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Am J Dis Child. 1931;41(1):217-218. doi:10.1001/archpedi.1931.01940070224025.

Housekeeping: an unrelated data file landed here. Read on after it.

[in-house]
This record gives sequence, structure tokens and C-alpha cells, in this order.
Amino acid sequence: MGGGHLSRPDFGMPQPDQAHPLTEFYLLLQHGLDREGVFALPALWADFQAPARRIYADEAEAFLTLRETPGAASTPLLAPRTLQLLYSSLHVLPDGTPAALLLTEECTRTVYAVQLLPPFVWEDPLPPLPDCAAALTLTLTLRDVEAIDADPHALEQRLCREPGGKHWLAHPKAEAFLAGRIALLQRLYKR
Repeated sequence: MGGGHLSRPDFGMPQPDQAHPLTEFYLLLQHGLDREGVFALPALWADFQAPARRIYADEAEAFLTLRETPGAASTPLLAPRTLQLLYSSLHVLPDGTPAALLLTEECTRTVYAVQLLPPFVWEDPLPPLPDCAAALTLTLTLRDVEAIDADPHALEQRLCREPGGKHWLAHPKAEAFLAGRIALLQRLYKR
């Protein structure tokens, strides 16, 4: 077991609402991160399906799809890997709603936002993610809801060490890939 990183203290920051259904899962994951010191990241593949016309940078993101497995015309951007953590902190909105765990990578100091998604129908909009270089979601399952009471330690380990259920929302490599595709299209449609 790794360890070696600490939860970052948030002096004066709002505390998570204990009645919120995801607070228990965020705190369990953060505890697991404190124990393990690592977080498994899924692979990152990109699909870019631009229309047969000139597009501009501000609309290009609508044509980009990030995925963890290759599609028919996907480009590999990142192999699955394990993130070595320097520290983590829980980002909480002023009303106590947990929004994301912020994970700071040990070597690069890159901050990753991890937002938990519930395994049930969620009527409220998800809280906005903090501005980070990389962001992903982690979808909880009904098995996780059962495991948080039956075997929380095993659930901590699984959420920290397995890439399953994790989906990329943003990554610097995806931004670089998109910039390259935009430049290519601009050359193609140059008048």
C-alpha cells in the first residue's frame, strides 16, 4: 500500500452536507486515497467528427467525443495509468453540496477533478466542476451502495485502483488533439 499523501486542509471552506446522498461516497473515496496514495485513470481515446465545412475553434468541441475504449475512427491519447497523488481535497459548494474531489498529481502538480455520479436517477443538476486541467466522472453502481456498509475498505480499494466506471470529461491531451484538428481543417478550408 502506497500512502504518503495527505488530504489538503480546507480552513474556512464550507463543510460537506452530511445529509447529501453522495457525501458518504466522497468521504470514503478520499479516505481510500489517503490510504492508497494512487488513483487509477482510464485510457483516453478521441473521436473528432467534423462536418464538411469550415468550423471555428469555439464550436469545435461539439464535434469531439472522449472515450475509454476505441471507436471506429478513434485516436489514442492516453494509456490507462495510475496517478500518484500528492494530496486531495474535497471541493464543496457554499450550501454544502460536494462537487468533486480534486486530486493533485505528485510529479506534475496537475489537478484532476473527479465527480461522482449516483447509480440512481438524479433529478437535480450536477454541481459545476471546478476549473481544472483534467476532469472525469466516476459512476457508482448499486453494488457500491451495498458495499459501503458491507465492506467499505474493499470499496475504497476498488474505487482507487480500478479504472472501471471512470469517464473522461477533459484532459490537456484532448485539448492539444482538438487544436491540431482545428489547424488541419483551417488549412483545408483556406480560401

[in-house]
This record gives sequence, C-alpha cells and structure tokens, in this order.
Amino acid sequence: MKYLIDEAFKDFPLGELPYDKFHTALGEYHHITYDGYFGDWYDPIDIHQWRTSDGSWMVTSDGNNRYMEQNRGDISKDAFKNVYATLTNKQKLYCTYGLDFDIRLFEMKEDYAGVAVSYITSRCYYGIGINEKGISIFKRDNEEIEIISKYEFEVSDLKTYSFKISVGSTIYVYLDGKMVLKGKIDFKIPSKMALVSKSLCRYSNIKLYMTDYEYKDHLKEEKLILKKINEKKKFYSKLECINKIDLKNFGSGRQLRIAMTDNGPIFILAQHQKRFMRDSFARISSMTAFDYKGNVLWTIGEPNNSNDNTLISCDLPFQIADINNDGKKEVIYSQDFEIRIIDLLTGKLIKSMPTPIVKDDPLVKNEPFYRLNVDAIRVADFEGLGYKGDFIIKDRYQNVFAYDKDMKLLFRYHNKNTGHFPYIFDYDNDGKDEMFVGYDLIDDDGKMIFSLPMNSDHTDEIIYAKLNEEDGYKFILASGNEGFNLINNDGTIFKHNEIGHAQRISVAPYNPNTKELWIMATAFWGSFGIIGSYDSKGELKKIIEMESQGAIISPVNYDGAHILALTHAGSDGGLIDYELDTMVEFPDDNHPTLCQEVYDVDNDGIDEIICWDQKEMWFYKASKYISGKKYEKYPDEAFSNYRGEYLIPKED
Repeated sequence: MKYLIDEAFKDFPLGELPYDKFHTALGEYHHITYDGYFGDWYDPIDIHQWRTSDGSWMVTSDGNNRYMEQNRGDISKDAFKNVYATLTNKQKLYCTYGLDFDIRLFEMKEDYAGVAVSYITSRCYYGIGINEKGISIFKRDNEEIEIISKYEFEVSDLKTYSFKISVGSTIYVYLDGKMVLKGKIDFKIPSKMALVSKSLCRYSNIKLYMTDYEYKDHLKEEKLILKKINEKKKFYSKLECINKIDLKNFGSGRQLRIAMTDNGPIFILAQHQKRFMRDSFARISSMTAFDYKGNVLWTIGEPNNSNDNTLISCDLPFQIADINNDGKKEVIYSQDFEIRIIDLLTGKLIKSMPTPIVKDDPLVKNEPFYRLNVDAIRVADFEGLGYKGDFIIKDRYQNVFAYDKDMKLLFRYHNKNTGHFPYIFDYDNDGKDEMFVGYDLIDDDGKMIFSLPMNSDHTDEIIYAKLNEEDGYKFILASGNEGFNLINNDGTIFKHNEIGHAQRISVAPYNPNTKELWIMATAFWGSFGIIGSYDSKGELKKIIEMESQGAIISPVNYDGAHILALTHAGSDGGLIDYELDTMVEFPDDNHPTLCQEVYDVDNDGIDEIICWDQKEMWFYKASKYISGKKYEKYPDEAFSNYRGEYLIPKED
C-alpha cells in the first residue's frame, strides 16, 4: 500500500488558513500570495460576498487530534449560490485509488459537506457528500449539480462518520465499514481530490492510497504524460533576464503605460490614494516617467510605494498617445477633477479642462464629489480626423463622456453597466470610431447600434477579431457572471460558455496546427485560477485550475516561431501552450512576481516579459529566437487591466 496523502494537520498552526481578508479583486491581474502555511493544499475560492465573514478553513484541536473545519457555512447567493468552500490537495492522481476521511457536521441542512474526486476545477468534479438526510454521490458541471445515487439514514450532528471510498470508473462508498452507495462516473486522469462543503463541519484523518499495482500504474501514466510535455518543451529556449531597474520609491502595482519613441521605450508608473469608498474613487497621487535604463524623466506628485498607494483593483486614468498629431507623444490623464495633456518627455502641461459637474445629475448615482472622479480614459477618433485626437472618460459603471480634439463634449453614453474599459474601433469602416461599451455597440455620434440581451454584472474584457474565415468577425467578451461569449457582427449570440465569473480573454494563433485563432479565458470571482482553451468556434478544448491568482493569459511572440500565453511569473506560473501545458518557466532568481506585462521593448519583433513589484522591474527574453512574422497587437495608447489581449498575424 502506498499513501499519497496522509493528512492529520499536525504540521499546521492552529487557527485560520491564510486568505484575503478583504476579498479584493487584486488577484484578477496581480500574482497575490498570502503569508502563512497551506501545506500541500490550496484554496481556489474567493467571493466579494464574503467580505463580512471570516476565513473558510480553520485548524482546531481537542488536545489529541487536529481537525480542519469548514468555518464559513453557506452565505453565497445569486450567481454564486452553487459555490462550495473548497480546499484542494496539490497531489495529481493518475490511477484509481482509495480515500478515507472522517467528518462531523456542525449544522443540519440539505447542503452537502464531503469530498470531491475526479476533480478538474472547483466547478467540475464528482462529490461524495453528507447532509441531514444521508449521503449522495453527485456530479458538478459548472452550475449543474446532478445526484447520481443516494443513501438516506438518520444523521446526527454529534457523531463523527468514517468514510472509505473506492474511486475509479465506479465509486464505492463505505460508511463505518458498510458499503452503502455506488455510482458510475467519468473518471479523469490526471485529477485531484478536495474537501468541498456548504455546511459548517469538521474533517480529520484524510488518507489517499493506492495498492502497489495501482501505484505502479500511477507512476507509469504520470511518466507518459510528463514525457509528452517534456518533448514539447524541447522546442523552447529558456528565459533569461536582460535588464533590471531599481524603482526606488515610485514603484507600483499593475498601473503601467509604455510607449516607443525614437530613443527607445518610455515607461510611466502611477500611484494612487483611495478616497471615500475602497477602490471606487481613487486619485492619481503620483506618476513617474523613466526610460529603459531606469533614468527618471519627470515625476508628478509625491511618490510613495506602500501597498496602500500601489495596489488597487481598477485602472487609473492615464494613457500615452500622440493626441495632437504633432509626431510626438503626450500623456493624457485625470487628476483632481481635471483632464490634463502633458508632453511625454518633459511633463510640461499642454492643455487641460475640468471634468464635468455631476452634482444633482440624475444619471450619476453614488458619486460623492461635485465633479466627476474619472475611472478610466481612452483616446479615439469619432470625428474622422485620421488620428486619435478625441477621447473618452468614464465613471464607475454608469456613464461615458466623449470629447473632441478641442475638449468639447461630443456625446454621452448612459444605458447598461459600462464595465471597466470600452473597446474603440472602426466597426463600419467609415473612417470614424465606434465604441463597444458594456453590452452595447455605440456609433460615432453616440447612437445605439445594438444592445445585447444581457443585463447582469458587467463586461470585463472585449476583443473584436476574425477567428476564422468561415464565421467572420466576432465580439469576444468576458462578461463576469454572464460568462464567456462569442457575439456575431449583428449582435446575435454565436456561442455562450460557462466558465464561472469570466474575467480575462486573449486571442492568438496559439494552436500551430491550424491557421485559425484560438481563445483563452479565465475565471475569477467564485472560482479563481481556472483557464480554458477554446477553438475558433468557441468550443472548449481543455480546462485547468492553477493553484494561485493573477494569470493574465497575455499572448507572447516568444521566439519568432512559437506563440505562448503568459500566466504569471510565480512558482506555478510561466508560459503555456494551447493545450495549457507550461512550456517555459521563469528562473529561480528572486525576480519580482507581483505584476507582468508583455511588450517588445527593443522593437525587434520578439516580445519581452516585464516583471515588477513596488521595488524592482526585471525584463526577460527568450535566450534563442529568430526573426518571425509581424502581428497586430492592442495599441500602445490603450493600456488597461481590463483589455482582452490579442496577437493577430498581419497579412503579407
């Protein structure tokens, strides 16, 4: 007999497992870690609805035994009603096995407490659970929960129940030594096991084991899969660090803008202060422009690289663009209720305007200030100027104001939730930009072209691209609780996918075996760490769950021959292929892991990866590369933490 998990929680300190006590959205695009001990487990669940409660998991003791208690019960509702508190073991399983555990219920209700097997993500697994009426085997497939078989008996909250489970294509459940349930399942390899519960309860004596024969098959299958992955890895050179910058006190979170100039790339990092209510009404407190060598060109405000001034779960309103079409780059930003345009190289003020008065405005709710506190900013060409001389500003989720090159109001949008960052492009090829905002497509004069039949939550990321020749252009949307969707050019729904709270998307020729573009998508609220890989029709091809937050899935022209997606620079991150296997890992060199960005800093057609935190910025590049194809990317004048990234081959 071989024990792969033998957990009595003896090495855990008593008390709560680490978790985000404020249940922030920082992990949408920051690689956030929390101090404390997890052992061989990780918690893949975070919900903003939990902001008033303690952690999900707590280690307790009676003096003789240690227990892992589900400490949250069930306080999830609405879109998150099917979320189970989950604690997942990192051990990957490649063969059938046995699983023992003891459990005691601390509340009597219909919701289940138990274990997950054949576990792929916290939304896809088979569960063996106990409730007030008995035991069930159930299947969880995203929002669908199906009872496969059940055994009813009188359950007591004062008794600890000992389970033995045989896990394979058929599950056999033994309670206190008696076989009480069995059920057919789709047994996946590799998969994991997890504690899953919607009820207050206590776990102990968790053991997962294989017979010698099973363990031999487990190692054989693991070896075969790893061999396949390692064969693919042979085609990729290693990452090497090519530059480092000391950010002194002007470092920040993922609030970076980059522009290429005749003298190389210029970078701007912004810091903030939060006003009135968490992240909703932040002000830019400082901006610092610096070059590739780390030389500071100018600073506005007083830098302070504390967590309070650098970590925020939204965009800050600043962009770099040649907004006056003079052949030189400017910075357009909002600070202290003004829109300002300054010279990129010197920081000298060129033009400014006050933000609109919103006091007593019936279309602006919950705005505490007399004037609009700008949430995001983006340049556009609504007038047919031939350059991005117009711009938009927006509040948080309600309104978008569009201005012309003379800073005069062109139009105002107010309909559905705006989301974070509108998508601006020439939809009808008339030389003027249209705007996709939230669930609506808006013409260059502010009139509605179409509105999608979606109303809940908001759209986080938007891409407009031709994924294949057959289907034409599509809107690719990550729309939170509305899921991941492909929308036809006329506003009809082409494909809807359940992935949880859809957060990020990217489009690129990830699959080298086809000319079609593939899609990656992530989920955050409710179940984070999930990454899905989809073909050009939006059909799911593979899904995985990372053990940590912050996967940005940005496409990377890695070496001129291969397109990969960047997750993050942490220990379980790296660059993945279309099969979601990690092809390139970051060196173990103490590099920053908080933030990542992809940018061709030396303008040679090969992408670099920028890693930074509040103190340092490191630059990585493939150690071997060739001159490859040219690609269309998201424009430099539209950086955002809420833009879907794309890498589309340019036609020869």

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If in the past thirty years psychology and medicine have had little in common but mutual distrust, the causes of this undesirable state must be sought for in a wide divergence of methods and interests. The physician could see no gain in accompanying the psychologist through an adolescent period of extreme subjectivism which his craft had traversed a century before. Nor could he—mindful of his responsibilities to higher interests than the vagaries of the individual human being—ignore the asocial character which the teachings of the psychologist had assumed. Hence it was that the physician, and in particular the pediatrician, withdrew to the fireside of the rule "by the thumb" in matters psychologic and let the winds of doctrine rage at will without. Benjamin's brochure is the first psychology that the reviewer has read which is written from the physician's standpoint and which meets the physician's needs. Whether


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